- 97% of reports under MIFIR/EMIR contain inaccuracies
- On average each report has 30 separate error types
- Despite this, 87% of firms are confident in the quality of their reports
- On the anniversary of EMIR REFIT, data quality is still poor
New research from governance, risk, and compliance (GRC) advisor ACA Group into the accuracy of transaction reporting under MIFIR/EMIR has shown that 97% of firms reviewed are currently reporting incorrectly.
The research shows that most firms (87%) are confident in the quality of the reports that they submit to regulators via Approved Reporting Mechanisms and Trade Repositories under MiFIR and/or EMIR, with many assuming that no direct contact from the FCA means that all must be well.
However, analysis of the data shows that firms’ reports featured, on average, over 30 separate error types, suggesting that this is not just a case of a single mistake affecting all reports, but rather a potential indication of widespread misunderstanding of how certain reporting requirements apply to firms and their activities, particularly when arrangements and activities change.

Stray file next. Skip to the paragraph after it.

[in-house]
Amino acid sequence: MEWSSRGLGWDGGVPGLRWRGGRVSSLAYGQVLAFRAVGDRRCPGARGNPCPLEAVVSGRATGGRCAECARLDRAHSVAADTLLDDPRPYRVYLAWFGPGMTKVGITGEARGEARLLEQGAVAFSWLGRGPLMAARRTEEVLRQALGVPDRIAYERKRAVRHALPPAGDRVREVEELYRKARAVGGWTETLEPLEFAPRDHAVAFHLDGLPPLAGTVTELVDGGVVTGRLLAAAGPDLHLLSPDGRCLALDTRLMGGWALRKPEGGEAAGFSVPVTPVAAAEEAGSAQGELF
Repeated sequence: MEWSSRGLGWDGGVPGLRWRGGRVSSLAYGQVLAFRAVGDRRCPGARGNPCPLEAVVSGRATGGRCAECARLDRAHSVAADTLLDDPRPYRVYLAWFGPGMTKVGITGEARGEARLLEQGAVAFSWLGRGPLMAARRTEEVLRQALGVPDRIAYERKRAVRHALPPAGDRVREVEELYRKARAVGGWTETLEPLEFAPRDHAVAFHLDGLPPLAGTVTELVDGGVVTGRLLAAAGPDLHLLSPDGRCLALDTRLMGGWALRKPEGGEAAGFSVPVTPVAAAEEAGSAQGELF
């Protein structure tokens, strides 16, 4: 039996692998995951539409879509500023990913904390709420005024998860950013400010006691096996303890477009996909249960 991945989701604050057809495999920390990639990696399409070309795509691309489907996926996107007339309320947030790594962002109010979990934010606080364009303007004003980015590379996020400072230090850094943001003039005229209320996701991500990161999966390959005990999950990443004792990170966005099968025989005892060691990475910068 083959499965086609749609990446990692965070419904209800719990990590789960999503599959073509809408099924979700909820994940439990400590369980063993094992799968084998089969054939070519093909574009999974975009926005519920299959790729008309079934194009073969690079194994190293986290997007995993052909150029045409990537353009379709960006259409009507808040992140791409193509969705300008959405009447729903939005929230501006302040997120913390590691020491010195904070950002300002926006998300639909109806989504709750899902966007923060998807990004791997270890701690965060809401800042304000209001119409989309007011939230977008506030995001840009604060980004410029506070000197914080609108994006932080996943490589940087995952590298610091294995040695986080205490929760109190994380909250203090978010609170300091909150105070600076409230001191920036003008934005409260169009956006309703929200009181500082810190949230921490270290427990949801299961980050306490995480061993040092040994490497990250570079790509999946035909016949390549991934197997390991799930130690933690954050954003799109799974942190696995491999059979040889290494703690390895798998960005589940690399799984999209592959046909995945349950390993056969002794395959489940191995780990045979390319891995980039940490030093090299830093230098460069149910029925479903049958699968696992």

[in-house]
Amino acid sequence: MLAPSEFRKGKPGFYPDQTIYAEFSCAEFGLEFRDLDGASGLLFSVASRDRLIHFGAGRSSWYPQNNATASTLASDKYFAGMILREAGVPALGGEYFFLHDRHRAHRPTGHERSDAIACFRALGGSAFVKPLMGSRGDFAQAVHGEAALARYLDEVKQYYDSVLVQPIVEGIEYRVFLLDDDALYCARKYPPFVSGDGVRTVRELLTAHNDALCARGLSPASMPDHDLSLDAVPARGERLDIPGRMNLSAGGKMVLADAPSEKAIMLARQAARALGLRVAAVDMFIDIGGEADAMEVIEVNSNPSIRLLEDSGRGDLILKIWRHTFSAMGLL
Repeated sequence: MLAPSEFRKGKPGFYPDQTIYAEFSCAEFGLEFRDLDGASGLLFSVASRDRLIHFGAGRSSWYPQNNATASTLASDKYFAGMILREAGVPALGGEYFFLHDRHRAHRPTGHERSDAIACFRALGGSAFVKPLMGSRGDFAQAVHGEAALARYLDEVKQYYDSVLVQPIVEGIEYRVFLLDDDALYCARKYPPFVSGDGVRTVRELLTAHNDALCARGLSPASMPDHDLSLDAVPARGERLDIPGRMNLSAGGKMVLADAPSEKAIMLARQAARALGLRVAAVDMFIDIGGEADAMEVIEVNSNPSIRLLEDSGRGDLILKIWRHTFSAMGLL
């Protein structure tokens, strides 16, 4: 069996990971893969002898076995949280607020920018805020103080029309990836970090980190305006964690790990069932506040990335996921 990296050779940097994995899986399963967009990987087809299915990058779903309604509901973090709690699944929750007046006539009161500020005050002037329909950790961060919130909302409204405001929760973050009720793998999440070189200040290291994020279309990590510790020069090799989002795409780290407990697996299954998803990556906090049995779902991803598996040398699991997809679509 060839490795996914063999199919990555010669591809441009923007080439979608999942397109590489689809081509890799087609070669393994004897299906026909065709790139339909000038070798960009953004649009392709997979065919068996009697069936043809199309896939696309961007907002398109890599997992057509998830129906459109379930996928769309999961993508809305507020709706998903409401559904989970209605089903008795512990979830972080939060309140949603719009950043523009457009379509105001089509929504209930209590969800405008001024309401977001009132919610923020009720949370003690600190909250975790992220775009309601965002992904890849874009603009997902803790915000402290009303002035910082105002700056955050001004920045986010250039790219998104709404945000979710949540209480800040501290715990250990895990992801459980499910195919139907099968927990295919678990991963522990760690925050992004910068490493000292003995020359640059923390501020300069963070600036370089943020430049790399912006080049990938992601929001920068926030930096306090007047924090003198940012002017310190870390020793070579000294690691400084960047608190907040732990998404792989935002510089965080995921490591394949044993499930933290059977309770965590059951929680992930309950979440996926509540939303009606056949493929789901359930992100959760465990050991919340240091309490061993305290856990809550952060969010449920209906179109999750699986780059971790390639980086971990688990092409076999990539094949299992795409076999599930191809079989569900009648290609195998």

Matt Chapman, Managing Director and Co-Lead of ACA’s Regulatory Reporting Monitoring & Assurance Service, said that there is clearly a gap between perception and reality when it comes to transaction reporting. “Nearly 87% of respondents in our recent survey said they were confident their transaction reporting is 100% accurate and timely. Yet, our analysis shows that it is highly likely the reports in question would have contained errors,” he said.
Chapman explained that getting trade and transaction reporting right is going to continue to grow in importance over the next 24 months. “Regulators have repeatedly described complete and accurate reporting as a common good as well as their growing frustrations that firms aren’t getting it right. As a result, they are making no bones about the fact that they expect prompt and significant improvement,” Chapman said.
Transaction reporting plays a fundamental role in market abuse surveillance and regulatory attention on data quality and timeliness is expected to increase in 2021 and beyond. The data show that, even 12 months on from the EMIR REFIT, data quality is still poor as firms struggle to implement best practice, fully identify how reporting fields need to be populated differently to reflect different trading scenarios, identify and correct errors and collaborate effectively with third parties delivering their reporting.
“Although lack of public enforcement action in relation to MiFIR and EMIR reporting may have lulled some firms into a false sense of security, they must be prepared for this to change in the months ahead, or face the consequences,” Chapman warned.